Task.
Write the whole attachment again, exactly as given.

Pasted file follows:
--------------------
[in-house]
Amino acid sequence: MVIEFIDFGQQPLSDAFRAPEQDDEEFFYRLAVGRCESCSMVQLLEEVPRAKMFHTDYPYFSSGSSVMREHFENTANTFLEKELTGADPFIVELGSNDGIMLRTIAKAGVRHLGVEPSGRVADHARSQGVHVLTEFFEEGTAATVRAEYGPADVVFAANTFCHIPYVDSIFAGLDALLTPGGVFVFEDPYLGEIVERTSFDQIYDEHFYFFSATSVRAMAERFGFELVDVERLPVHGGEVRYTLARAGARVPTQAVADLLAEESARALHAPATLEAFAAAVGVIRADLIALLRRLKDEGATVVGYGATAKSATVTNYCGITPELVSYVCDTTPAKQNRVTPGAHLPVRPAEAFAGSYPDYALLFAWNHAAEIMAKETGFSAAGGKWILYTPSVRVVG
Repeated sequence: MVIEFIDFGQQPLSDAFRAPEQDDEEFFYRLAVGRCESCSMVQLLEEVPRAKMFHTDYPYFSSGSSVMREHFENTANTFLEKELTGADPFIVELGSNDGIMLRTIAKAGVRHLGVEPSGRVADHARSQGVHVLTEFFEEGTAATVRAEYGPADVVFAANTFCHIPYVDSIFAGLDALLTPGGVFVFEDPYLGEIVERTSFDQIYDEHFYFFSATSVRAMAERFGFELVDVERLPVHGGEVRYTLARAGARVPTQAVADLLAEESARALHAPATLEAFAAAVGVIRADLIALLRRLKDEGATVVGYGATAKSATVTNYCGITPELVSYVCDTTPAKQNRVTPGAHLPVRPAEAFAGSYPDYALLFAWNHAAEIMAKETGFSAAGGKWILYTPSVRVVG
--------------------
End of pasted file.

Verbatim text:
[in-house]
Amino acid sequence: MVIEFIDFGQQPLSDAFRAPEQDDEEFFYRLAVGRCESCSMVQLLEEVPRAKMFHTDYPYFSSGSSVMREHFENTANTFLEKELTGADPFIVELGSNDGIMLRTIAKAGVRHLGVEPSGRVADHARSQGVHVLTEFFEEGTAATVRAEYGPADVVFAANTFCHIPYVDSIFAGLDALLTPGGVFVFEDPYLGEIVERTSFDQIYDEHFYFFSATSVRAMAERFGFELVDVERLPVHGGEVRYTLARAGARVPTQAVADLLAEESARALHAPATLEAFAAAVGVIRADLIALLRRLKDEGATVVGYGATAKSATVTNYCGITPELVSYVCDTTPAKQNRVTPGAHLPVRPAEAFAGSYPDYALLFAWNHAAEIMAKETGFSAAGGKWILYTPSVRVVG
Repeated sequence: MVIEFIDFGQQPLSDAFRAPEQDDEEFFYRLAVGRCESCSMVQLLEEVPRAKMFHTDYPYFSSGSSVMREHFENTANTFLEKELTGADPFIVELGSNDGIMLRTIAKAGVRHLGVEPSGRVADHARSQGVHVLTEFFEEGTAATVRAEYGPADVVFAANTFCHIPYVDSIFAGLDALLTPGGVFVFEDPYLGEIVERTSFDQIYDEHFYFFSATSVRAMAERFGFELVDVERLPVHGGEVRYTLARAGARVPTQAVADLLAEESARALHAPATLEAFAAAVGVIRADLIALLRRLKDEGATVVGYGATAKSATVTNYCGITPELVSYVCDTTPAKQNRVTPGAHLPVRPAEAFAGSYPDYALLFAWNHAAEIMAKETGFSAAGGKWILYTPSVRVVG